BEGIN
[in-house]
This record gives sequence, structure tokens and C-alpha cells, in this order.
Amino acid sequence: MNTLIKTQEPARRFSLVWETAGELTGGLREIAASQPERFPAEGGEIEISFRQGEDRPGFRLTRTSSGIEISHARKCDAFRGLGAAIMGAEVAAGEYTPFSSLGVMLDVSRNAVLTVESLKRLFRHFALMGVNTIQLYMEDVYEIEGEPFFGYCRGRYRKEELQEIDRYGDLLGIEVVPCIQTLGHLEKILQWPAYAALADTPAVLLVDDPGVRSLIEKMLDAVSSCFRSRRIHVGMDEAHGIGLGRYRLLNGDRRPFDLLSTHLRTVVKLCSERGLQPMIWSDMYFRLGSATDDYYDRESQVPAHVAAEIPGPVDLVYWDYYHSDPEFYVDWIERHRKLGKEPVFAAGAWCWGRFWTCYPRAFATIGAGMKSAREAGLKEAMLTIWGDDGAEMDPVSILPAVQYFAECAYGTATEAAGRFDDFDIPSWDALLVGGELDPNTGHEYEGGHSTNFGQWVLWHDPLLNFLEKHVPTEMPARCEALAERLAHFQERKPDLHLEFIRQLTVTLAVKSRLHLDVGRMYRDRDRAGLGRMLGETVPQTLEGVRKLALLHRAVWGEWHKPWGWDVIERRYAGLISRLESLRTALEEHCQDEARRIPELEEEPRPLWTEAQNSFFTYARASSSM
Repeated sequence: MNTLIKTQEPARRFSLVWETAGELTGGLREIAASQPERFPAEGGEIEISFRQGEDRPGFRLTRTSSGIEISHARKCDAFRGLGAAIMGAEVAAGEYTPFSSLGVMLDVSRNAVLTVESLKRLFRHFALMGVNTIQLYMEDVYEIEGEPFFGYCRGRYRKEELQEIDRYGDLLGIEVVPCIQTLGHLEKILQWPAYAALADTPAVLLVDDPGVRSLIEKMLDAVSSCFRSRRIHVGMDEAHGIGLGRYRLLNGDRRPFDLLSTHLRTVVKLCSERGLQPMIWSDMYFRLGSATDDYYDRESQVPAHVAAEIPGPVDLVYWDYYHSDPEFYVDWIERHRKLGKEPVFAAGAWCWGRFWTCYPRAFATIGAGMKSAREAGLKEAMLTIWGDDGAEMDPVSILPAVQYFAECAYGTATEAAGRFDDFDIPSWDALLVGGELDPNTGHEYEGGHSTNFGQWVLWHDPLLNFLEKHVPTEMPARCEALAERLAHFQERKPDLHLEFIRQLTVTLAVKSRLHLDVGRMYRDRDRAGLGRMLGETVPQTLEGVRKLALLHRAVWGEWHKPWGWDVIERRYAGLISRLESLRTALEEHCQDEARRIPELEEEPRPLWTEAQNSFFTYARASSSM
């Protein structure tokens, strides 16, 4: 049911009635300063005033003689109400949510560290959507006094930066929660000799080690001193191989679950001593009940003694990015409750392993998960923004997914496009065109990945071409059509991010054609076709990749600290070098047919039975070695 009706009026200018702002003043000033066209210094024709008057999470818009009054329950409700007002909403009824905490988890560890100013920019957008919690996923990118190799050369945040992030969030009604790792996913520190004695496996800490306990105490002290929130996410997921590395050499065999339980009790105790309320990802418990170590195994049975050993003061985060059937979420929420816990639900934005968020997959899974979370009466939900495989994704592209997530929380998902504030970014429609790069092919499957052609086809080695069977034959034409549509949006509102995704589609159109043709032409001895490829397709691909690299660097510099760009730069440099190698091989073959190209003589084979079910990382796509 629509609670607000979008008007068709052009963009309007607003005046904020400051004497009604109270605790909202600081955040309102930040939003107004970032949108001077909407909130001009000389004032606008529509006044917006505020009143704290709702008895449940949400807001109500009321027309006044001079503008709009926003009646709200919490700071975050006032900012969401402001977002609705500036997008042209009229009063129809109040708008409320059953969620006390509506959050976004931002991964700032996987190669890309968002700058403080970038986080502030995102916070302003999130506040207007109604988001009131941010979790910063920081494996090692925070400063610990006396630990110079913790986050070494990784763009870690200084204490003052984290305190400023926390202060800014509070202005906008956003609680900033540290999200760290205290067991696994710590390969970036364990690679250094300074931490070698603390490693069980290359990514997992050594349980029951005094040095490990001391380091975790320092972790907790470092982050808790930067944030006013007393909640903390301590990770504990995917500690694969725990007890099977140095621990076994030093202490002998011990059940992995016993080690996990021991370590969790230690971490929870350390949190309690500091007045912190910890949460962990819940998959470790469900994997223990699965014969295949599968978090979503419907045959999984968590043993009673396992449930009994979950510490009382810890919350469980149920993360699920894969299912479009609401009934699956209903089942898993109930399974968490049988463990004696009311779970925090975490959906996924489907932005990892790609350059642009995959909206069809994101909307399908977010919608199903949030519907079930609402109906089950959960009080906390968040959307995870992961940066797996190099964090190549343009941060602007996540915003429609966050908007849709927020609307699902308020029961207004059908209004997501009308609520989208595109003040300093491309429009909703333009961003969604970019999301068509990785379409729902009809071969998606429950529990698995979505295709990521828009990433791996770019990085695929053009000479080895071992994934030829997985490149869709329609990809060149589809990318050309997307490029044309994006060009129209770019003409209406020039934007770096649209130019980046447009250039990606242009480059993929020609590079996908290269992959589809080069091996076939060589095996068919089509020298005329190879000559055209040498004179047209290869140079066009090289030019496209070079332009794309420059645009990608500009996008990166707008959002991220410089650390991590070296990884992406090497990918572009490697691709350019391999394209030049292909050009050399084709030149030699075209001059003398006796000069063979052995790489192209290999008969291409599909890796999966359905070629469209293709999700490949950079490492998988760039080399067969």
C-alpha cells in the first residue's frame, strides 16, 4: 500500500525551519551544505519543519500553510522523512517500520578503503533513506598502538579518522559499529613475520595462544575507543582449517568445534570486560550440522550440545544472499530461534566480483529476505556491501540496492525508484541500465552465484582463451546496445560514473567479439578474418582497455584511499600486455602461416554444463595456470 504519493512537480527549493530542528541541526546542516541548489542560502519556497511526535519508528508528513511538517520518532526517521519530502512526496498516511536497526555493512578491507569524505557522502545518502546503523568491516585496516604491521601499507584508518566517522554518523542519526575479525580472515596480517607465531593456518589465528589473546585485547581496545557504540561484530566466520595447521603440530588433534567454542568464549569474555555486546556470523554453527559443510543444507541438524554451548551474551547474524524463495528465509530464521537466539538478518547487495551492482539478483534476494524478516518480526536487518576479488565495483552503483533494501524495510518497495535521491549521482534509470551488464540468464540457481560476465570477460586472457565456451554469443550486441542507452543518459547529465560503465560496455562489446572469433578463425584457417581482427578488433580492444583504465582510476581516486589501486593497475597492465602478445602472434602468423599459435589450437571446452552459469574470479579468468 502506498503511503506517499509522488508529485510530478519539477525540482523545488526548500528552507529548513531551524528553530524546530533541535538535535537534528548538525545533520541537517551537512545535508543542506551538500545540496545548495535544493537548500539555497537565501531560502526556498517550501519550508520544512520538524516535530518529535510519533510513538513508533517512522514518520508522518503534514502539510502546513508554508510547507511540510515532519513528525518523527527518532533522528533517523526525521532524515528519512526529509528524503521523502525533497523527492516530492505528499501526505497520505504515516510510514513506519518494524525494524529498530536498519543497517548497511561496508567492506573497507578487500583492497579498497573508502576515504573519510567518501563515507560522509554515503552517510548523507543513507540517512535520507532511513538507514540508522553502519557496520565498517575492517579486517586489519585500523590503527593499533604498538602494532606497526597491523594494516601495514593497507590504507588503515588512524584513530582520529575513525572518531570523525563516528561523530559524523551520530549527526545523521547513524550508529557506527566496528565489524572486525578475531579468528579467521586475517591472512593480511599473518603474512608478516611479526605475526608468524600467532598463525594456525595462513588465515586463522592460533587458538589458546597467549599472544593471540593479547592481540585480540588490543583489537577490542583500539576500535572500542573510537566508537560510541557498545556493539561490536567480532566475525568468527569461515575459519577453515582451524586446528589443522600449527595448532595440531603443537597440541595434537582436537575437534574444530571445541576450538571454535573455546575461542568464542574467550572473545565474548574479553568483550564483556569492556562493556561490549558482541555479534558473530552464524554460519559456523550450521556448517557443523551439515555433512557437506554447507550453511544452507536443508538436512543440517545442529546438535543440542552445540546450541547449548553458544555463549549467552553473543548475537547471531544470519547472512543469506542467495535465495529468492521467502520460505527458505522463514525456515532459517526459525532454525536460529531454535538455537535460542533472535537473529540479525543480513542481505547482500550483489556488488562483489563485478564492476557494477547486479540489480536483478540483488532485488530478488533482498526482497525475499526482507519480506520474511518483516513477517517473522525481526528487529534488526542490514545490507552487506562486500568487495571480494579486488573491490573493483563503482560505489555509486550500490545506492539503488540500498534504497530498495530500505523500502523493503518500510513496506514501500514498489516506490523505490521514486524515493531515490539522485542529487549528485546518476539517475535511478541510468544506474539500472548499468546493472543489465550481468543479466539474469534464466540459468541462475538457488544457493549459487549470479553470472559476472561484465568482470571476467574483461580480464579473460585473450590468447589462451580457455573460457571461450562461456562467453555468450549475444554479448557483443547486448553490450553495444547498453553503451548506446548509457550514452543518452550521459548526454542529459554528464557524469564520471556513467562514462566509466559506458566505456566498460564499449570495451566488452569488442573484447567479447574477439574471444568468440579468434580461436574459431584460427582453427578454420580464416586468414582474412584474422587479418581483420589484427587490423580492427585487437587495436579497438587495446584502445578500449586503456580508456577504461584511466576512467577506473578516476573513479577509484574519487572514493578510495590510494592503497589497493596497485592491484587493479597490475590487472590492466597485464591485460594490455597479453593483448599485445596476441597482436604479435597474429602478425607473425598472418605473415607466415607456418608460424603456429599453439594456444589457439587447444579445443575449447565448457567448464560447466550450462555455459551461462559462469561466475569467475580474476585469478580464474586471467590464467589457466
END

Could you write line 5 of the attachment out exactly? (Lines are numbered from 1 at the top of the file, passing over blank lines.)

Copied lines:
């Protein structure tokens, strides 16, 4: 049911009635300063005033003689109400949510560290959507006094930066929660000799080690001193191989679950001593009940003694990015409750392993998960923004997914496009065109990945071409059509991010054609076709990749600290070098047919039975070695 009706009026200018702002003043000033066209210094024709008057999470818009009054329950409700007002909403009824905490988890560890100013920019957008919690996923990118190799050369945040992030969030009604790792996913520190004695496996800490306990105490002290929130996410997921590395050499065999339980009790105790309320990802418990170590195994049975050993003061985060059937979420929420816990639900934005968020997959899974979370009466939900495989994704592209997530929380998902504030970014429609790069092919499957052609086809080695069977034959034409549509949006509102995704589609159109043709032409001895490829397709691909690299660097510099760009730069440099190698091989073959190209003589084979079910990382796509 629509609670607000979008008007068709052009963009309007607003005046904020400051004497009604109270605790909202600081955040309102930040939003107004970032949108001077909407909130001009000389004032606008529509006044917006505020009143704290709702008895449940949400807001109500009321027309006044001079503008709009926003009646709200919490700071975050006032900012969401402001977002609705500036997008042209009229009063129809109040708008409320059953969620006390509506959050976004931002991964700032996987190669890309968002700058403080970038986080502030995102916070302003999130506040207007109604988001009131941010979790910063920081494996090692925070400063610990006396630990110079913790986050070494990784763009870690200084204490003052984290305190400023926390202060800014509070202005906008956003609680900033540290999200760290205290067991696994710590390969970036364990690679250094300074931490070698603390490693069980290359990514997992050594349980029951005094040095490990001391380091975790320092972790907790470092982050808790930067944030006013007393909640903390301590990770504990995917500690694969725990007890099977140095621990076994030093202490002998011990059940992995016993080690996990021991370590969790230690971490929870350390949190309690500091007045912190910890949460962990819940998959470790469900994997223990699965014969295949599968978090979503419907045959999984968590043993009673396992449930009994979950510490009382810890919350469980149920993360699920894969299912479009609401009934699956209903089942898993109930399974968490049988463990004696009311779970925090975490959906996924489907932005990892790609350059642009995959909206069809994101909307399908977010919608199903949030519907079930609402109906089950959960009080906390968040959307995870992961940066797996190099964090190549343009941060602007996540915003429609966050908007849709927020609307699902308020029961207004059908209004997501009308609520989208595109003040300093491309429009909703333009961003969604970019999301068509990785379409729902009809071969998606429950529990698995979505295709990521828009990433791996770019990085695929053009000479080895071992994934030829997985490149869709329609990809060149589809990318050309997307490029044309994006060009129209770019003409209406020039934007770096649209130019980046447009250039990606242009480059993929020609590079996908290269992959589809080069091996076939060589095996068919089509020298005329190879000559055209040498004179047209290869140079066009090289030019496209070079332009794309420059645009990608500009996008990166707008959002991220410089650390991590070296990884992406090497990918572009490697691709350019391999394209030049292909050009050399084709030149030699075209001059003398006796000069063979052995790489192209290999008969291409599909890796999966359905070629469209293709999700490949950079490492998988760039080399067969």